STOP Suicide 2018 campaign launches this week

Residents / 09 May 2018

A groundbreaking suicide prevention campaign that uses people’s first-hand experiences to encourage others to ask openly about suicide if they are worried that someone may be at risk, has been launched across Cambridgeshire and Peterborough this week.

STOP Suicide is an award-winning campaign led by Cambridgeshire, Peterborough and South Lincolnshire (CPSL) Mind in partnership with Lifecraft. It’s supported by local NHS and local authority teams, as part of the county-wide suicide prevention strategy, together with more than 1400 individual and over 50 organisational STOP Suicide pledgees.

For 2018, the high-profile campaign resources are being targeted at people living and working across Peterborough and Cambridgeshire using a powerful film, direct radio and bus advertising, community roadshows, and real people’s stories shared online.

It’s believed to be the first campaign of its kind to so openly challenge the myths around talking directly about suicide. In doing so, it has gained international support from the actor, writer, comedian and long-term mental health campaigner, Stephen Fry.

Stephen who is President of Mind said: “With 1 in 4 people, like me, living with a mental health problem, we have to address the stigma that exists when asking someone directly how they’re feeling. Suicide can affect anyone. We know that often people struggle in silence and find it difficult to know how to ask for help. That’s why campaigns like this are so important.

“STOP Suicide is the campaign behind the “I’d Ask” Pledge, which I’ve signed up to and would urge others to do the same.”

The actor’s endorsement has been welcomed by CPSL Mind. CEO, Aly Anderson, said: “Evidence shows that talking openly about suicide saves lives, and yet many people are fearful of using the word “suicide” with someone they’re worried about.

“This is completely understandable, but these fears are often based on the myth that talking about suicide might somehow ‘encourage’ people to take their lives. In fact, the opposite is true. The taboo around suicide means that individuals at risk are themselves often fearful about sharing how they’re feeling, so being asked directly about suicidal thoughts can be a massive relief.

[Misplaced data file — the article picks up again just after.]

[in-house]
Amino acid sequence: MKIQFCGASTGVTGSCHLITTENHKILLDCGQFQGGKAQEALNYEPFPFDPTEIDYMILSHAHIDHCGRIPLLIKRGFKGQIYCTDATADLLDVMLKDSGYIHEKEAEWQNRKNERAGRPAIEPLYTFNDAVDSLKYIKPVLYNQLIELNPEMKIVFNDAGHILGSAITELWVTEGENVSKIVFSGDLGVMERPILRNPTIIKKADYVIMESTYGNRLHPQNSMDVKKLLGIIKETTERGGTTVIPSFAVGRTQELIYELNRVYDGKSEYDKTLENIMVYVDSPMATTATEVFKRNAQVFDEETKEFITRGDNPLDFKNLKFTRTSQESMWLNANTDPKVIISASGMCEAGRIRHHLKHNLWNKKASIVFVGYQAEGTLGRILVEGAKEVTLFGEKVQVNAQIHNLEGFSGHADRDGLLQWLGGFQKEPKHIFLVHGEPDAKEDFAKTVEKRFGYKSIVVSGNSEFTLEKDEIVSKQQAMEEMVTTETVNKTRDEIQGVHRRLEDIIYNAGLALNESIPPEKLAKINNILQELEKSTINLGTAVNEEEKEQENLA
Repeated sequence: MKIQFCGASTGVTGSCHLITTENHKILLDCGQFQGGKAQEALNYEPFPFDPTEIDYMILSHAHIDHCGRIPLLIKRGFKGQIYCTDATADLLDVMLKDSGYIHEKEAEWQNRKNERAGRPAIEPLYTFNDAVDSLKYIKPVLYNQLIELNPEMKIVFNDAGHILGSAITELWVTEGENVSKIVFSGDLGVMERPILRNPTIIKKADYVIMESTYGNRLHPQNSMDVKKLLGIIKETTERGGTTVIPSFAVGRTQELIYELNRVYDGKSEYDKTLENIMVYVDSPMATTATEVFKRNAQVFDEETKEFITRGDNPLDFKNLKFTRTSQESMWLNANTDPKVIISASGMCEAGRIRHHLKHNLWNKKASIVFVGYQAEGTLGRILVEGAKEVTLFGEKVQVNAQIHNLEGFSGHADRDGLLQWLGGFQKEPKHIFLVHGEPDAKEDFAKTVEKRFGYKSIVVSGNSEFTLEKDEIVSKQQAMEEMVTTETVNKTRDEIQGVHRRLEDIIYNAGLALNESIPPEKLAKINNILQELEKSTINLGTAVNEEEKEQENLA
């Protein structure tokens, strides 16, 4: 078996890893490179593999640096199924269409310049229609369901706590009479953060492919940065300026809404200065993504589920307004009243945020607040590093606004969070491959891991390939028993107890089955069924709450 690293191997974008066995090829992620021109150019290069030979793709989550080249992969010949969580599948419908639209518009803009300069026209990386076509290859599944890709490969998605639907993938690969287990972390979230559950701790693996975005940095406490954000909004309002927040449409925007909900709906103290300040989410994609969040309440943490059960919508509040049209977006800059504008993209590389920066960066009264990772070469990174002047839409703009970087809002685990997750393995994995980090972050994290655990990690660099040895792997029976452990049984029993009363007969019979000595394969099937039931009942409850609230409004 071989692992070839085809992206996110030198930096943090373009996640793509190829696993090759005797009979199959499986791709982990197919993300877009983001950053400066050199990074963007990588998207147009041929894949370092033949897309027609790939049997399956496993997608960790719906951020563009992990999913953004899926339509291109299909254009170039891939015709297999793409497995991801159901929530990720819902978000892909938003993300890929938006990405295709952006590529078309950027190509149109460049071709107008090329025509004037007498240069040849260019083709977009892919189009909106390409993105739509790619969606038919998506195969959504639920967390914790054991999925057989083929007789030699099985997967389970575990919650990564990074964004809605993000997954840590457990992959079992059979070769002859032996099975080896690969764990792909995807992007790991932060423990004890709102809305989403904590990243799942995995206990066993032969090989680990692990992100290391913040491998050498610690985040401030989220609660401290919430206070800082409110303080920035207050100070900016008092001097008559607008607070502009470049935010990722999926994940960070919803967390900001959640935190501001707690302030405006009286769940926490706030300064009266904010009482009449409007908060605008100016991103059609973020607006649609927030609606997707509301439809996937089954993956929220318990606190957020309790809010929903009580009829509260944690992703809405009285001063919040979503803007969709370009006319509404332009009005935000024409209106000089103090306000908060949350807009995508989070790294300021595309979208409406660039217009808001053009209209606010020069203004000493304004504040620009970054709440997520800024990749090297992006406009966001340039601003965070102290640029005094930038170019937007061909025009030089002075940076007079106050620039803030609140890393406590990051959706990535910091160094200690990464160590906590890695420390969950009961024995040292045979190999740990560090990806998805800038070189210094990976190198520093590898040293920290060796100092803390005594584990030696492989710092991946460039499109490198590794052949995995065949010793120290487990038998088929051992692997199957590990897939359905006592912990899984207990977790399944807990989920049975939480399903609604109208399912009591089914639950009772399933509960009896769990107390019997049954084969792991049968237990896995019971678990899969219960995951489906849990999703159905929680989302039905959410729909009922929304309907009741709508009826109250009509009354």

“The facts are that an estimated one in five of us has had suicidal thoughts at some point in our lives and 70 per cent of people who die by suicide have not been in contact with mental health services in the year before their death. Consequently, it’s more likely that a friend, relative, neighbour or colleague – rather than a mental health professional – will be in the best position to spot the warning signs in those at risk, help them by talking openly about suicide, listen to their story and direct them to the help they need.”

Kelvin Plomer, who is Director of Charitable Giving and Customer Support at Jagex, said: “We’re honoured to be supporting CPSL Mind’s STOP Suicide campaign. Previous years have shown it to be effective at preventing suicides across the county by raising awareness of the warning signs.

“Providing members of the public with the skills and confidence to have open conversations about suicide will help those at risk to stay safe. Our partnership with CPSL Mind has enabled them to be more ambitious, and more effective – Jagex, through our charitable strategies, wants to make a real difference to people’s lives, and it’s campaigns like this which seek to achieve that, and we’re proud to be a part of it.”

Individuals and organisations can support the campaign by signing the STOP Suicide pledge at: www.stopsuicidepledge.org/pledge/ and sharing their commitment on social media using the hashtags #IdAsk and #STOPSuicide

For more information and to access advice including 24-hour support via the NHS.

First Response Service using 111 option 2 or visit the Stop Suicide website.